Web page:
How far off track did the launch of the redesigned Lincoln MKZ get? The car, whose chassis bears the burden of a once-thriving luxury brand now trying to prove it's still relevant -- originally was supposed to start arriving at dealerships last fall, around the same time Steven Spielberg's movie Lincoln was hitting theaters around the country.
But by the time many customers who had ordered an MKZ actually got their cars, Lincoln already was out on DVD.
Ford Motor Co., desperate to avoid botching the MKZ's introduction and putting the final nail in Linc -- hmmm, better use a different metaphor here -- irreversibly destroying the brand once and for all, decided to delay shipping the car to dealers so it could perform unusual quality inspections and repairs. Ford began shipping MKZs from the plant in Mexico that built them to a plant in Flat Rock, Mich., where it lined them up in a parking lot and checked them one by one.
My colleague Bradford Wernle chronicled the MKZ's "difficult birth," as our headline put it, in an excellent story featuring what has to be the only interesting aerial photo ever taken of Flat Rock.
What was Ford looking for? It won't say.
"We wanted to make sure that we had a product that meets all the criteria for a world-class luxury brand," Jim Farley, Ford's executive vice president of marketing, sales, service and Lincoln, told reporters on a conference call Tuesday. "We wanted to be on the safe side of that."
How widespread were the problems? Ford won't say.
"We wanted to err on the side of getting them right," Farley said when I asked. "The customers receiving the vehicles now, they're getting a world-class quality product."
So Ford started the extra inspections because it was afraid of irritating customers and dealers with a car that wasn't ready. In doing so, it irritated customers and dealers because the car wasn't ready.
And it hasn't even come out and actually said what went wrong, which naturally fuels speculation that the problems must have been so bad that it was better to anger everyone to some degree than to anger a few people who might have gotten a flawed car.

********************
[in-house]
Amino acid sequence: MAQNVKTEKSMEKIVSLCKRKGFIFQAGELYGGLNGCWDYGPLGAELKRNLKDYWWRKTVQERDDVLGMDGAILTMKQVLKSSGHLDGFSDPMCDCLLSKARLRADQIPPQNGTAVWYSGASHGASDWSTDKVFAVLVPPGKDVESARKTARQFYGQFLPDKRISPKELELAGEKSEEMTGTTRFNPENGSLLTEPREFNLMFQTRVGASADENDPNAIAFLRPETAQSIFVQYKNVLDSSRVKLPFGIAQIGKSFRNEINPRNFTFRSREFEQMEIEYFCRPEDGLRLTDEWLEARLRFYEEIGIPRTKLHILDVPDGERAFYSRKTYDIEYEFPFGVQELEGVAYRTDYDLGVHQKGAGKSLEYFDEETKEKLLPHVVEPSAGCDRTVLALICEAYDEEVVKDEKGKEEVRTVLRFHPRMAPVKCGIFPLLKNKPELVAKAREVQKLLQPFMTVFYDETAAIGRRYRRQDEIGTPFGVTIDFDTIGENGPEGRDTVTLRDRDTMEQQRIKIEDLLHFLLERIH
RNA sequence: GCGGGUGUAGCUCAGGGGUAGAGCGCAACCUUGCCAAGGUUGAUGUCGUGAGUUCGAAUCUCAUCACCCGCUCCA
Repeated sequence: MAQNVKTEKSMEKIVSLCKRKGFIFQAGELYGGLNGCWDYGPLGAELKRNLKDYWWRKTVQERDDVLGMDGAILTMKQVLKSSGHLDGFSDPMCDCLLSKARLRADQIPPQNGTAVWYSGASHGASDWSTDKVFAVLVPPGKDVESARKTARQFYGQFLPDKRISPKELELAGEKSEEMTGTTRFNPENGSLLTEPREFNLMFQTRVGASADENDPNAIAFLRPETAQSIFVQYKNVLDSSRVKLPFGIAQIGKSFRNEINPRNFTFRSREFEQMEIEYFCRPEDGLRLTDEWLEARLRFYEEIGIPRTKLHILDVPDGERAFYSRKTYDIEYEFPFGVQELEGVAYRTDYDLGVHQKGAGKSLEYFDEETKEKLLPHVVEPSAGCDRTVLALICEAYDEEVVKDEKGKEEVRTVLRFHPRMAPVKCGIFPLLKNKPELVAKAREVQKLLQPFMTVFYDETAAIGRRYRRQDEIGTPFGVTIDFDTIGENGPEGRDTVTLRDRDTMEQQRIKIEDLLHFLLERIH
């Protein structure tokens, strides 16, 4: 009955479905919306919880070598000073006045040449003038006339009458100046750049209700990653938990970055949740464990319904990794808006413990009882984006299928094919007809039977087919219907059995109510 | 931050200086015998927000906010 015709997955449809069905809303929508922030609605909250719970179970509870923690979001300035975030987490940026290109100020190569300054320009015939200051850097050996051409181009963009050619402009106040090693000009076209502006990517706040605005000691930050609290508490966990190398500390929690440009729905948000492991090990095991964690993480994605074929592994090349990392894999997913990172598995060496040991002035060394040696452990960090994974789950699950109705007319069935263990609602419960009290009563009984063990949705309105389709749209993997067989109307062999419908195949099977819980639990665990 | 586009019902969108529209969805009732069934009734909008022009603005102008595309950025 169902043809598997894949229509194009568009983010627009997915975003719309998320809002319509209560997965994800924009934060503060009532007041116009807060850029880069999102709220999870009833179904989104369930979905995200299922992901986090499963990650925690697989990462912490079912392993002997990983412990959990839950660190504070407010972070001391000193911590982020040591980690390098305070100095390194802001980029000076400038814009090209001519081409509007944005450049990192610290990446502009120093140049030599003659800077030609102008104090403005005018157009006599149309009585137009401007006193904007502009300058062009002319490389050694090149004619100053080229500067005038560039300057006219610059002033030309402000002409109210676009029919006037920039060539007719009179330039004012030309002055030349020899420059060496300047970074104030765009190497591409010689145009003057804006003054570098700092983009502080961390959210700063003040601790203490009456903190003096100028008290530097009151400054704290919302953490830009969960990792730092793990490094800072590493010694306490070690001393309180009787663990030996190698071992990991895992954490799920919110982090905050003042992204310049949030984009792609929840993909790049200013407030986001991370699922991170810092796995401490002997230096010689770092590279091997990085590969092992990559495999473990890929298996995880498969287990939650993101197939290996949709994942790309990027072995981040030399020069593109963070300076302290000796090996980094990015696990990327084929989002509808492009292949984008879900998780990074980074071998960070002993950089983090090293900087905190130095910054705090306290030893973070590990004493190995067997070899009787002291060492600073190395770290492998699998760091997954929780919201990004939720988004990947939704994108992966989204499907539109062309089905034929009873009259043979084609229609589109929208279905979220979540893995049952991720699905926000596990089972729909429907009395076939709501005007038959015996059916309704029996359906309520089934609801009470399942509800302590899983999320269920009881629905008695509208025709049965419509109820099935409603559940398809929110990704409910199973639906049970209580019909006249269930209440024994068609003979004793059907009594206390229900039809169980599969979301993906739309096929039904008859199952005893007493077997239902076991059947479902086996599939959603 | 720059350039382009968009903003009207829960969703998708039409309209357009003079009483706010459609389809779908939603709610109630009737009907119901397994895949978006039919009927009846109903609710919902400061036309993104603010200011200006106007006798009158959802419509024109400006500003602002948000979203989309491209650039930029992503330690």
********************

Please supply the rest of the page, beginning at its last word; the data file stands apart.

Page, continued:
"It was just the right decision for our customers and for the long-term interest of our dealers," Farley said.
Ford has run into some issues with a few recent launches and was no doubt eager to avoid similar trouble with the MKZ. Several prominent recalls on the newly redesigned Escape and Fusion raised big questions about Ford's quality-control processes.
Yet a few months later, the Escape and Fusion are thriving. They are Ford's two top-selling nonpickup nameplates. Escape sales were up 52 percent in April. Fusion sales jumped 24 percent, and it is making a serious run at the Toyota Camry and Honda Accord, which have long dominated the mid-sized segment.
Meanwhile, Lincoln floundered without the MKZ, getting outsold in the first quarter by Scion and Mitsubishi. From January through March, Ford never mentioned the word "Lincoln" even once in the text of its monthly U.S. sales releases, leaving the bad news to speak for itself in the data tables at the end.
Lincoln finally had good news to share in April, now that the MKZ is hitting showrooms in respectable numbers. MKZ sales more than doubled from a year earlier, to 4,012 units, a single-month record for the nameplate. Lincoln sales overall jumped 21 percent, though models not named MKZ were down a combined 19 percent.
Much of that surge undoubtedly is the result of the backlog that months of supply shortages created. The months ahead will tell whether April is the beginning of a long road back for Lincoln or just a temporary cause for celebration in a story that unfortunately ends just like the movie.